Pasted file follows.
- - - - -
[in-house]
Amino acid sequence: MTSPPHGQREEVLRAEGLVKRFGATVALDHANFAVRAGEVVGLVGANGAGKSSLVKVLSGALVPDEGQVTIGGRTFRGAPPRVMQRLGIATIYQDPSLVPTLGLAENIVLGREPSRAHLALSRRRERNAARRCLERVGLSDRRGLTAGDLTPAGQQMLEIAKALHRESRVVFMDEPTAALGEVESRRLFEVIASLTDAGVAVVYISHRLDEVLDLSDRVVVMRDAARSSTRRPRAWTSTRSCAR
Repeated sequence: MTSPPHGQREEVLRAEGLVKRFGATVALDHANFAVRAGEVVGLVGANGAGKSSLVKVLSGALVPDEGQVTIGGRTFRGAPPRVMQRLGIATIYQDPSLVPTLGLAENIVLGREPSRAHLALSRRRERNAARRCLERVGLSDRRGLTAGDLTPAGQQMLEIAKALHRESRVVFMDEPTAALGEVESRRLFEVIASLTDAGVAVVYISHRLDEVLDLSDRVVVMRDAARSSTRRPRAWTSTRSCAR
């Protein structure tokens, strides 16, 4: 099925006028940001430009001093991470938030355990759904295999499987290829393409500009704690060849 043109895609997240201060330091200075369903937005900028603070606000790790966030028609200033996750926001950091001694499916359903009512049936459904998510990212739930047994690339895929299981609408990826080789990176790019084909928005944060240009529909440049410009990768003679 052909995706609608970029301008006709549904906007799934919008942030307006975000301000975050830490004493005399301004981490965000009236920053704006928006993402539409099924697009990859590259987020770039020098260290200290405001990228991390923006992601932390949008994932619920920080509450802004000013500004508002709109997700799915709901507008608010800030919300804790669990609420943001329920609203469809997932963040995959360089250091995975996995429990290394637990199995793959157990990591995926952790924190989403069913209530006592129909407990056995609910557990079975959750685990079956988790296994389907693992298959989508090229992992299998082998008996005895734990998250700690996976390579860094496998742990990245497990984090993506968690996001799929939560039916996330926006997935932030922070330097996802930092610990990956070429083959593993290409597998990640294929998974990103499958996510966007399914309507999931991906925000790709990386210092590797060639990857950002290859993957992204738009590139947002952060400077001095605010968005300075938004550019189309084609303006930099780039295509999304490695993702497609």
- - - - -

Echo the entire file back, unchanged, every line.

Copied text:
[in-house]
Amino acid sequence: MTSPPHGQREEVLRAEGLVKRFGATVALDHANFAVRAGEVVGLVGANGAGKSSLVKVLSGALVPDEGQVTIGGRTFRGAPPRVMQRLGIATIYQDPSLVPTLGLAENIVLGREPSRAHLALSRRRERNAARRCLERVGLSDRRGLTAGDLTPAGQQMLEIAKALHRESRVVFMDEPTAALGEVESRRLFEVIASLTDAGVAVVYISHRLDEVLDLSDRVVVMRDAARSSTRRPRAWTSTRSCAR
Repeated sequence: MTSPPHGQREEVLRAEGLVKRFGATVALDHANFAVRAGEVVGLVGANGAGKSSLVKVLSGALVPDEGQVTIGGRTFRGAPPRVMQRLGIATIYQDPSLVPTLGLAENIVLGREPSRAHLALSRRRERNAARRCLERVGLSDRRGLTAGDLTPAGQQMLEIAKALHRESRVVFMDEPTAALGEVESRRLFEVIASLTDAGVAVVYISHRLDEVLDLSDRVVVMRDAARSSTRRPRAWTSTRSCAR
């Protein structure tokens, strides 16, 4: 099925006028940001430009001093991470938030355990759904295999499987290829393409500009704690060849 043109895609997240201060330091200075369903937005900028603070606000790790966030028609200033996750926001950091001694499916359903009512049936459904998510990212739930047994690339895929299981609408990826080789990176790019084909928005944060240009529909440049410009990768003679 052909995706609608970029301008006709549904906007799934919008942030307006975000301000975050830490004493005399301004981490965000009236920053704006928006993402539409099924697009990859590259987020770039020098260290200290405001990228991390923006992601932390949008994932619920920080509450802004000013500004508002709109997700799915709901507008608010800030919300804790669990609420943001329920609203469809997932963040995959360089250091995975996995429990290394637990199995793959157990990591995926952790924190989403069913209530006592129909407990056995609910557990079975959750685990079956988790296994389907693992298959989508090229992992299998082998008996005895734990998250700690996976390579860094496998742990990245497990984090993506968690996001799929939560039916996330926006997935932030922070330097996802930092610990990956070429083959593993290409597998990640294929998974990103499958996510966007399914309507999931991906925000790709990386210092590797060639990857950002290859993957992204738009590139947002952060400077001095605010968005300075938004550019189309084609303006930099780039295509999304490695993702497609």